20130719-123546.jpgWhile bands from Sonic Youth to R.E.M. have cited Mission of Burma as an influence, the band’s strongest Maxwell’s connection is with Yo La Tengo. But don’t expect to see YLT’s Ira Kaplan, Georgia Hubley or James McNew in the crowd or onstage for this one. YLT is playing the Fuji Rock Festival in Niigata Prefecture, Japan, that day.

With a little luck, they’ll be back to New Jersey in time to take part in Maxwell’s closing ceremonies.

Tickets for the 6 p.m. early show (doors at 5 p.m.) are $25 and available by clicking or tapping here. (http://ticketf.ly/18vaHSl)

Tickets for the 9 p.m. late show (doors at 8 p.m.), also $25, are available by clicking or tapping here. (http://ticketf.ly/12P2zYl)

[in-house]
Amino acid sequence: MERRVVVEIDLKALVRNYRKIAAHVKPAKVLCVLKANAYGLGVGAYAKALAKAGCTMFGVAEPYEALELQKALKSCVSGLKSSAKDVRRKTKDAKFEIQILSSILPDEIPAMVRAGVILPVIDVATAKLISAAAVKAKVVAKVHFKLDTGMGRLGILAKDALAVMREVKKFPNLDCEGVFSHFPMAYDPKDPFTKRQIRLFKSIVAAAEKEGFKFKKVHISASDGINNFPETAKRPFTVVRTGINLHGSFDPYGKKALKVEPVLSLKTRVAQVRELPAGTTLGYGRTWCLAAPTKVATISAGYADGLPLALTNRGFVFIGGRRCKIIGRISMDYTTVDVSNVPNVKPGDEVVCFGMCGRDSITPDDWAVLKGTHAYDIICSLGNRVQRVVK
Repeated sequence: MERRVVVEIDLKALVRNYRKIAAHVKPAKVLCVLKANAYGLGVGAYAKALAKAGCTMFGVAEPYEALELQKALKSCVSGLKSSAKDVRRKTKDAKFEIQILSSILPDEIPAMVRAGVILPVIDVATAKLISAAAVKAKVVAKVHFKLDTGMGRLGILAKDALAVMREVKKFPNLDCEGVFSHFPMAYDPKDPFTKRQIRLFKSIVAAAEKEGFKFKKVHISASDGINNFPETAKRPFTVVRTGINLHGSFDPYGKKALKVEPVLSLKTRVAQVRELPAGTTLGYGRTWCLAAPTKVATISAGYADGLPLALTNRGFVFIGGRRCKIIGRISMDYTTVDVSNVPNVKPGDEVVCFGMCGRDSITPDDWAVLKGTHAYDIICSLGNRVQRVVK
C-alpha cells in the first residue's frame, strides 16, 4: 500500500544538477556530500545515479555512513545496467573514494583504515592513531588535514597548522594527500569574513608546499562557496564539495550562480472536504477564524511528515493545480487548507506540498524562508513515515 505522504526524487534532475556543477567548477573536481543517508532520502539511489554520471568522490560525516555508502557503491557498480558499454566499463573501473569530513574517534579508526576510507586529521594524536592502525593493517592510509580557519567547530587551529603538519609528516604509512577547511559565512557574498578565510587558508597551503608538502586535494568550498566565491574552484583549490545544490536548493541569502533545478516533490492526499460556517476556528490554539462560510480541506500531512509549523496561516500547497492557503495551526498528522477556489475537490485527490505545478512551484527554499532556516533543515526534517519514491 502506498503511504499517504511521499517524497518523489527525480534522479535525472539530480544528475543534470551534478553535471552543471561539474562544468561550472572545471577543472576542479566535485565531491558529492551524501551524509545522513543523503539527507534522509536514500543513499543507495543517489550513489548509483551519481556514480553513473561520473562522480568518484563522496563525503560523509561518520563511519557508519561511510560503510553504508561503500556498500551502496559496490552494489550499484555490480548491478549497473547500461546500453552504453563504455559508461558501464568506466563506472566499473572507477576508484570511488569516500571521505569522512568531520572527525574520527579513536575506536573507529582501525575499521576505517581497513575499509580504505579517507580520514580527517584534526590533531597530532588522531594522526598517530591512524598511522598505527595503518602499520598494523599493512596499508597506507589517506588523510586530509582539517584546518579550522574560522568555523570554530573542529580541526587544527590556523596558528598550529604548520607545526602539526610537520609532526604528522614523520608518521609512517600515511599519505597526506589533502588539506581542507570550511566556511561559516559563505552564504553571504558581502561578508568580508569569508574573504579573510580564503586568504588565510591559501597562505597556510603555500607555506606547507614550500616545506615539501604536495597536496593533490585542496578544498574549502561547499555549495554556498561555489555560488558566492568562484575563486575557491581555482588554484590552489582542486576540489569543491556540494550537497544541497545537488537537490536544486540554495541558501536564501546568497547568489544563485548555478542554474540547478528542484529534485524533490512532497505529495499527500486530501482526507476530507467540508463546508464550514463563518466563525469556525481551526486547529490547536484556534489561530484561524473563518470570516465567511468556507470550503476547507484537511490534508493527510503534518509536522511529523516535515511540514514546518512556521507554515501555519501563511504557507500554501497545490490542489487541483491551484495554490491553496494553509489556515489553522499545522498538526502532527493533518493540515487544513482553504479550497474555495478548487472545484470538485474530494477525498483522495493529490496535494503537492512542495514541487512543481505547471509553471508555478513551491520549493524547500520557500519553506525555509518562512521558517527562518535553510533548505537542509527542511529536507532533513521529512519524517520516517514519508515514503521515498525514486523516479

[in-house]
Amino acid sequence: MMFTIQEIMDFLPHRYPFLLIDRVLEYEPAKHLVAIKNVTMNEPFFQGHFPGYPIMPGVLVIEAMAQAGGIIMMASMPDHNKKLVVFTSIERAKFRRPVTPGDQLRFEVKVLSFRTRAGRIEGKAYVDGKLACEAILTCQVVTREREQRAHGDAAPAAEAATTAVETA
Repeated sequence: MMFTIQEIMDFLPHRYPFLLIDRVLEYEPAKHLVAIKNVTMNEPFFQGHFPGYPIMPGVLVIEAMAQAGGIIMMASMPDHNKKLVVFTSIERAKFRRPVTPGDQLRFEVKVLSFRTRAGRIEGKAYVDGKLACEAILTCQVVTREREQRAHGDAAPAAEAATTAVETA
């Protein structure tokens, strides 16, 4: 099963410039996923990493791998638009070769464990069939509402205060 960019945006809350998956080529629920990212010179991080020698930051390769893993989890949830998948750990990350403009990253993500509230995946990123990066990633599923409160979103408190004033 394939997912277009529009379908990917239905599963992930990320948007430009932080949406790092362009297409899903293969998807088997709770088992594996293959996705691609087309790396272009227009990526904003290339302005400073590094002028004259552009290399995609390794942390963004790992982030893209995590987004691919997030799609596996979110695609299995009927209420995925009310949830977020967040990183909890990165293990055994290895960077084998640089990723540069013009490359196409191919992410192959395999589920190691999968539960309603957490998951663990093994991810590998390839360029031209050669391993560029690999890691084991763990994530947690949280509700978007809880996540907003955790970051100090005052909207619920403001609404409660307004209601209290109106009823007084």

Maxwell’s adds Bern & The Brights, Val Emmich to final schedule

428377_10151399711550382_380153067_n

Bern and The Brights and Val Emmich are the latest acts to join the schedule in Maxwell’s final days.

They’re playing Monday, July 29.

Bern & The Brights is a Montclair-based nerd-rock trio made up of Bernadette Malavarca, Catherine McGowan and Shawn Fafara. It’s a independent band that Tris McCall of The Star-Ledger recently called “the sort of act that is likely to be hurt by the closing” of Maxwell’s.

You may know Emmich best from his acting on “30 Rock” or “Ugly Betty.” But he’s also a Manalapan, N.J., native who has had an extensive career as a singer-songwriter.

For more information about the acts, click or tap here (http://ticketf.ly/12LqzXz).

Click or tap here (http://ticketf.ly/1bpawrN) for tickets. which are $10. Door time is 8 p.m., with the music scheduled to start at 8:30.